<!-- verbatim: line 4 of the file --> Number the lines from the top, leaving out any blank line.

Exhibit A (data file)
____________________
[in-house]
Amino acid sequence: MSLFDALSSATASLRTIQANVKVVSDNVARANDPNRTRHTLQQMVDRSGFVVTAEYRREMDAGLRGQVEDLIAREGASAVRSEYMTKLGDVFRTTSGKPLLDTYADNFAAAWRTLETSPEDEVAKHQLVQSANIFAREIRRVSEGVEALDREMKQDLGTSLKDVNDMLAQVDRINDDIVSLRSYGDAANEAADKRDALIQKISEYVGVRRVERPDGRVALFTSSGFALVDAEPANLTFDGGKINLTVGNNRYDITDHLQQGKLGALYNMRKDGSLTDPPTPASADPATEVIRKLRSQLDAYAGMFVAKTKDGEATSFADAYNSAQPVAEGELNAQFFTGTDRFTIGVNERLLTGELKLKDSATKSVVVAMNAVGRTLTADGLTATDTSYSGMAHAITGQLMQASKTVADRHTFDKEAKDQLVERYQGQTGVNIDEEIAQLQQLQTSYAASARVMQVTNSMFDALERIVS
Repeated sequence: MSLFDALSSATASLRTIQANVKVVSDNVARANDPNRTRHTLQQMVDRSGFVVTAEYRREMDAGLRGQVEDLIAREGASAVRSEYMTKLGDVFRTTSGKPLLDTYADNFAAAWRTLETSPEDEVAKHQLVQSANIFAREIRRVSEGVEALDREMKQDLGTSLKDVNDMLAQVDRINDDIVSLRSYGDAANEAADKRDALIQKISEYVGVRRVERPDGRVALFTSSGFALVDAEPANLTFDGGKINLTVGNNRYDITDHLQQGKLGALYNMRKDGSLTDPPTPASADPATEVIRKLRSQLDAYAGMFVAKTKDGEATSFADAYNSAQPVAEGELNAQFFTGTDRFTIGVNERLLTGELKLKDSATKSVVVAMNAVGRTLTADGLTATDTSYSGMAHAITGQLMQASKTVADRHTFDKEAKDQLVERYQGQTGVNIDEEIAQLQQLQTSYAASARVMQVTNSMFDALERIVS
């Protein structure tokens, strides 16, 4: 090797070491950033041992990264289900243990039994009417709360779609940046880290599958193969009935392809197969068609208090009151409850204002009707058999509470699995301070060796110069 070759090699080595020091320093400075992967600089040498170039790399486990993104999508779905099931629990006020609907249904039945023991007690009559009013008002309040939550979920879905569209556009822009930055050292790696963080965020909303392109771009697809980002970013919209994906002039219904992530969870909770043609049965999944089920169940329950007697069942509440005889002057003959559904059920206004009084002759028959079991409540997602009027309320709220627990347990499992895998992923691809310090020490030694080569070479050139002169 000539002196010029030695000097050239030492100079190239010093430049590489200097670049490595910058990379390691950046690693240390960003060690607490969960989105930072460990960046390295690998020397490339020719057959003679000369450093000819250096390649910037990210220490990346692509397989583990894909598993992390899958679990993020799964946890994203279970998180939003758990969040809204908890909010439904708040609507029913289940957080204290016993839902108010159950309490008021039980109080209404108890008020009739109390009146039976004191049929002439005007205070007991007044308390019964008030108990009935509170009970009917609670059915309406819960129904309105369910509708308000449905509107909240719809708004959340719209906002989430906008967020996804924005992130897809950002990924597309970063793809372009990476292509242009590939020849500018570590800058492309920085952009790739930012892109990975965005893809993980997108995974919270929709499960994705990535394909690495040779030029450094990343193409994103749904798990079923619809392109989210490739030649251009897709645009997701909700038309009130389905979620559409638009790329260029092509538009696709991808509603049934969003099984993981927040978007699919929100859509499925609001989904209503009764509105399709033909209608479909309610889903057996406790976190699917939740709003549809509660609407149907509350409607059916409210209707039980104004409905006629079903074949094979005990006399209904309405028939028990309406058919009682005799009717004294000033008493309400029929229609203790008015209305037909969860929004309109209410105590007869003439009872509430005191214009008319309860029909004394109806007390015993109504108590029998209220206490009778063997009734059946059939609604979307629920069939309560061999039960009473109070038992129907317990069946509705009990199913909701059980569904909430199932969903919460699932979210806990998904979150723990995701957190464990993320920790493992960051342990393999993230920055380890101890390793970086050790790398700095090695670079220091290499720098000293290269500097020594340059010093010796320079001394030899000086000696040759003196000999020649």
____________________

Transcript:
């Protein structure tokens, strides 16, 4: 090797070491950033041992990264289900243990039994009417709360779609940046880290599958193969009935392809197969068609208090009151409850204002009707058999509470699995301070060796110069 070759090699080595020091320093400075992967600089040498170039790399486990993104999508779905099931629990006020609907249904039945023991007690009559009013008002309040939550979920879905569209556009822009930055050292790696963080965020909303392109771009697809980002970013919209994906002039219904992530969870909770043609049965999944089920169940329950007697069942509440005889002057003959559904059920206004009084002759028959079991409540997602009027309320709220627990347990499992895998992923691809310090020490030694080569070479050139002169 000539002196010029030695000097050239030492100079190239010093430049590489200097670049490595910058990379390691950046690693240390960003060690607490969960989105930072460990960046390295690998020397490339020719057959003679000369450093000819250096390649910037990210220490990346692509397989583990894909598993992390899958679990993020799964946890994203279970998180939003758990969040809204908890909010439904708040609507029913289940957080204290016993839902108010159950309490008021039980109080209404108890008020009739109390009146039976004191049929002439005007205070007991007044308390019964008030108990009935509170009970009917609670059915309406819960129904309105369910509708308000449905509107909240719809708004959340719209906002989430906008967020996804924005992130897809950002990924597309970063793809372009990476292509242009590939020849500018570590800058492309920085952009790739930012892109990975965005893809993980997108995974919270929709499960994705990535394909690495040779030029450094990343193409994103749904798990079923619809392109989210490739030649251009897709645009997701909700038309009130389905979620559409638009790329260029092509538009696709991808509603049934969003099984993981927040978007699919929100859509499925609001989904209503009764509105399709033909209608479909309610889903057996406790976190699917939740709003549809509660609407149907509350409607059916409210209707039980104004409905006629079903074949094979005990006399209904309405028939028990309406058919009682005799009717004294000033008493309400029929229609203790008015209305037909969860929004309109209410105590007869003439009872509430005191214009008319309860029909004394109806007390015993109504108590029998209220206490009778063997009734059946059939609604979307629920069939309560061999039960009473109070038992129907317990069946509705009990199913909701059980569904909430199932969903919460699932979210806990998904979150723990995701957190464990993320920790493992960051342990393999993230920055380890101890390793970086050790790398700095090695670079220091290499720098000293290269500097020594340059010093010796320079001394030899000086000696040759003196000999020649």